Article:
Speaking of transhumanism and LessWrong, let me know if you're interested in knowing more about the early history, especially how it grew out of earlier discussions starting on the extropians mailing list. I'm not sure exactly what you might like to know, but I'm happy to pass on some of the history to others if they want to do something with it.


I've captured the key info for future expansion but I don't have the time to dive the entire list myself, so understanding notable people, conversations and activities would be greatly appreciated!

I have written the most comprehensive high-level history of transhumanism and I would love to flesh out these earlier days better. Grab me on Slack or did you prefer some other channel?

Actually I wasn't already on LW Slack so waiting on an invite (messaged Elo as described in the wiki).

Yeah, Slack is fine. I'm not usually on it but I can be. We'll coordinate further there.

I guess more broadly I'm saying if you want to know how we got from late 90s transhumanism to rationality, I was part of that story the whole way so remember a lot of things that happened that I don't think are documented or, at the least, already connected by a historical narrative.

I've shirked reading all the sequences end to end, instead focused on the most popular ideas transmitted by Internet cultural osmosis.

I don't expect to convince you, but (1) the sequences exist in the book form, free to download, which has the advantage that it is a little more polished, linear, and without the distraction of comments, but still quite long, however (2) when I once actually measured how many pages of text I read on an average day of online browsing, I got the impression that the sequences are actually not as long as they seem. I mean, reading a 1000 pages long book seems like a big deal, but sometimes I spend an afternoon reading hundred web pages, some of them several pages long, so I actually process the same amount of text in a week.

Ideally, every article would have its own page which could be heavily tagged up with metadata such a themes, importance, length, quality, author and such.

That would be an insane amount of work. Perhaps doing this only for articles with karma 50 and more would be less insane, but still a lot of work.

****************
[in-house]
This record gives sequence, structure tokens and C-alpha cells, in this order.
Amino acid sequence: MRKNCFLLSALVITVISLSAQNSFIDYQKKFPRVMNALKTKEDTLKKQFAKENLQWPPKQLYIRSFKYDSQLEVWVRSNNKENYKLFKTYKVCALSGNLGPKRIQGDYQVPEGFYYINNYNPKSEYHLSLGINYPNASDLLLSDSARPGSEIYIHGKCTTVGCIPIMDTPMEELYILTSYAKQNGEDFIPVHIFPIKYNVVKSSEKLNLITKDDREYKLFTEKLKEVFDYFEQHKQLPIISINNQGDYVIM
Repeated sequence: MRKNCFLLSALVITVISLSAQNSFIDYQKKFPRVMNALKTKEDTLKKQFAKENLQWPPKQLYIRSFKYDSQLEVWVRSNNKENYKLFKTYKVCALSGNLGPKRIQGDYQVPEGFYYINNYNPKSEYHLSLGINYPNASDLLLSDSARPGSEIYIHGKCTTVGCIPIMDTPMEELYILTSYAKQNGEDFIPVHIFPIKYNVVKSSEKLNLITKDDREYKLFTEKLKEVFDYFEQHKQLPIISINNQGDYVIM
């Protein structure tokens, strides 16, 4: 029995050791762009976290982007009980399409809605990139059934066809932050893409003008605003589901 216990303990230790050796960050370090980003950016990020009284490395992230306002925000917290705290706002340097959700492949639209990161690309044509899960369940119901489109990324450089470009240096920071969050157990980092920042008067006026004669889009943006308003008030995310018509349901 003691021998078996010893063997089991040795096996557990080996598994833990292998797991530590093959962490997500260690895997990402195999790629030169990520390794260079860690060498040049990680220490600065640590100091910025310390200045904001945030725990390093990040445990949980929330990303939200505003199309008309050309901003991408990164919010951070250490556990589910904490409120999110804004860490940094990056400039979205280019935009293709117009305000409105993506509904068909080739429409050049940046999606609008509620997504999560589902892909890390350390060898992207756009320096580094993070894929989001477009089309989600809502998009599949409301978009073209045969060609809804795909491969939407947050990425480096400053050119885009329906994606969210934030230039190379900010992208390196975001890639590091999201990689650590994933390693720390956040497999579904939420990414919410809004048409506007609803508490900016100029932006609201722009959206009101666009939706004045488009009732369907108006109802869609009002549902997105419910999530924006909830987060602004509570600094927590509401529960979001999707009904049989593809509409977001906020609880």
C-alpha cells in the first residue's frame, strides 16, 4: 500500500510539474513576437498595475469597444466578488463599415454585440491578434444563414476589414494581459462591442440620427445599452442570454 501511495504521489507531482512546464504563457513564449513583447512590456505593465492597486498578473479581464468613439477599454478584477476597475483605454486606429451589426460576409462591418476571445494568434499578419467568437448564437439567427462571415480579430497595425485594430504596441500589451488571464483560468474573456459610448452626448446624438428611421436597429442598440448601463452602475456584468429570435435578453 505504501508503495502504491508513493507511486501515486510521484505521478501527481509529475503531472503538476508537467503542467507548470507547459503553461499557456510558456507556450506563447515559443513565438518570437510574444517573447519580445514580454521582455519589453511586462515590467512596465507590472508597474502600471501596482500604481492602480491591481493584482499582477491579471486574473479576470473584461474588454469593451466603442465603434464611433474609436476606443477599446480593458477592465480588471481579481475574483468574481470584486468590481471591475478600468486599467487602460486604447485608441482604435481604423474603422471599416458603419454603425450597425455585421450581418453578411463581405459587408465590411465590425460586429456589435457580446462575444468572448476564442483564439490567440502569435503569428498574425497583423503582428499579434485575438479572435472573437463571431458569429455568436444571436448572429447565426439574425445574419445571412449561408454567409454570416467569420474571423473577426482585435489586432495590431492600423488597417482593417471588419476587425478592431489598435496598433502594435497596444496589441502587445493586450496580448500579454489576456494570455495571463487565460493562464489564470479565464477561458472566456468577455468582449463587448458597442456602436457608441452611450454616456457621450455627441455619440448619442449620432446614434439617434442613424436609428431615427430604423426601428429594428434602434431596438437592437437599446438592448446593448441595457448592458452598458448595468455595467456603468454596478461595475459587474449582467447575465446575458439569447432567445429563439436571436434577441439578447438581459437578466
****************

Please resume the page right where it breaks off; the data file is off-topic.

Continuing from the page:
That would be an insane amount of work

Not at all. Once you're familiar with syntax, it's far less work than creating e.g. an original article summary for instance.

Arbital as a community project is on the back-burner right now, though Alexei and Eliezer apparently have plans to develop into something new in the future. Oliver Habryka and Matthew Graves are two community members working on a successor site to this one.

Info on successor site?

It'll be at lesswrong.com, assuming the community decides it's worth switching. It's a more modern codebase, which will allow us to add in new moderation tools and be more responsive in several ways.

The linked post says: "I'm starting work on Arbital 2.0. It's going to be a (micro-)blogging platform"

As far as I know that's what's public at the moment.

Are you sure that gathering and condensing existing material is the highest value action the community could take? The main alternative would be to improve it. Is CEV still an extant idea? No one seems to know. Can Bayes and Solomonoff Induction be used the way LessWrong says? The experts think not.

"the community" consists of many individuals with different availability and talents. It's extremely believable that there are a lot of people who can write (and edit/curate) summaries who would be less effective at improving or extending the material.

Writing summaries can help to make the existing claims more clear.

Developing the most important ideas would fall under 'rationalist research'.

Not precisely related but not precisely unrelated either: I coined the term "rationalsphere" to refer specifically to people who don't necessarily identify as a rationalist, or in the rationality community, but are nonetheless connected to the blogosphere somehow. (i.e. people like Tyler Cohen).

How's my write up?

What are your thoughts on the most agreeable umbrella term?

I don't think there's a biggest of deals, and I'm not sure how others have been using the word, but since the point of the umbrella term is specifically to encompass people who wouldn't identify as a rationalist, using "rationalistphere" seems odd. (rationalsphere, rationalitysphere and rational-o-sphere all seem fine)

(I also wouldn't use it as something analogous to the rationality movement, since it's specifically a superset of the rationality movement)

I'm not sure how others have been using the word

Please read the article for plenty of examples and get back to me how your view compares or differentiates!

I got this this doc from the facebook group. I urgently need to find out if this can merge to the wiki or is going to be a hard forked doc